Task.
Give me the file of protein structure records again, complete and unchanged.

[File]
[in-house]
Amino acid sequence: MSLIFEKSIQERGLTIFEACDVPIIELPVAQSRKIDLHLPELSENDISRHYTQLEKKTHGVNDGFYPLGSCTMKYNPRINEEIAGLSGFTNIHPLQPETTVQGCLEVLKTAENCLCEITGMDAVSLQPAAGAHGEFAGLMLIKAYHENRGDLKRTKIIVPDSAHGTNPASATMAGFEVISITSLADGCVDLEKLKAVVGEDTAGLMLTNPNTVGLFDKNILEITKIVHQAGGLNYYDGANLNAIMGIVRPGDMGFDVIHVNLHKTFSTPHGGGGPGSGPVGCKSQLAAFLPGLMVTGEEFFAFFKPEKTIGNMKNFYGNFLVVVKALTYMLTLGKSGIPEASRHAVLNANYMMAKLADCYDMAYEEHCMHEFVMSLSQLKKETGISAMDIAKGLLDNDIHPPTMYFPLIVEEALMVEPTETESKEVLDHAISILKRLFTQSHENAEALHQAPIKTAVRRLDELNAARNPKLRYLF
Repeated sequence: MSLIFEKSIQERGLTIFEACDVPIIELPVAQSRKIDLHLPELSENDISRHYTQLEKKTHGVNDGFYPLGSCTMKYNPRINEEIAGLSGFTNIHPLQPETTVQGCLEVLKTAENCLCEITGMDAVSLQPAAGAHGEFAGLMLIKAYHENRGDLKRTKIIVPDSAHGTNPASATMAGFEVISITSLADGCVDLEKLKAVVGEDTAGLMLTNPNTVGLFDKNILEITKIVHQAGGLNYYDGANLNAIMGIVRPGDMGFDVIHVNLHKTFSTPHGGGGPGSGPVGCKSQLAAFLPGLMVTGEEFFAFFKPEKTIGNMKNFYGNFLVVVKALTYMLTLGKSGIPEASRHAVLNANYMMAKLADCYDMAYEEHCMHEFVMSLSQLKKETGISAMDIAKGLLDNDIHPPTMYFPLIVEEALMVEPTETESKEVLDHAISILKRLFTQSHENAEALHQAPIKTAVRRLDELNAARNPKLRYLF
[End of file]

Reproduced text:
[in-house]
Amino acid sequence: MSLIFEKSIQERGLTIFEACDVPIIELPVAQSRKIDLHLPELSENDISRHYTQLEKKTHGVNDGFYPLGSCTMKYNPRINEEIAGLSGFTNIHPLQPETTVQGCLEVLKTAENCLCEITGMDAVSLQPAAGAHGEFAGLMLIKAYHENRGDLKRTKIIVPDSAHGTNPASATMAGFEVISITSLADGCVDLEKLKAVVGEDTAGLMLTNPNTVGLFDKNILEITKIVHQAGGLNYYDGANLNAIMGIVRPGDMGFDVIHVNLHKTFSTPHGGGGPGSGPVGCKSQLAAFLPGLMVTGEEFFAFFKPEKTIGNMKNFYGNFLVVVKALTYMLTLGKSGIPEASRHAVLNANYMMAKLADCYDMAYEEHCMHEFVMSLSQLKKETGISAMDIAKGLLDNDIHPPTMYFPLIVEEALMVEPTETESKEVLDHAISILKRLFTQSHENAEALHQAPIKTAVRRLDELNAARNPKLRYLF
Repeated sequence: MSLIFEKSIQERGLTIFEACDVPIIELPVAQSRKIDLHLPELSENDISRHYTQLEKKTHGVNDGFYPLGSCTMKYNPRINEEIAGLSGFTNIHPLQPETTVQGCLEVLKTAENCLCEITGMDAVSLQPAAGAHGEFAGLMLIKAYHENRGDLKRTKIIVPDSAHGTNPASATMAGFEVISITSLADGCVDLEKLKAVVGEDTAGLMLTNPNTVGLFDKNILEITKIVHQAGGLNYYDGANLNAIMGIVRPGDMGFDVIHVNLHKTFSTPHGGGGPGSGPVGCKSQLAAFLPGLMVTGEEFFAFFKPEKTIGNMKNFYGNFLVVVKALTYMLTLGKSGIPEASRHAVLNANYMMAKLADCYDMAYEEHCMHEFVMSLSQLKKETGISAMDIAKGLLDNDIHPPTMYFPLIVEEALMVEPTETESKEVLDHAISILKRLFTQSHENAEALHQAPIKTAVRRLDELNAARNPKLRYLF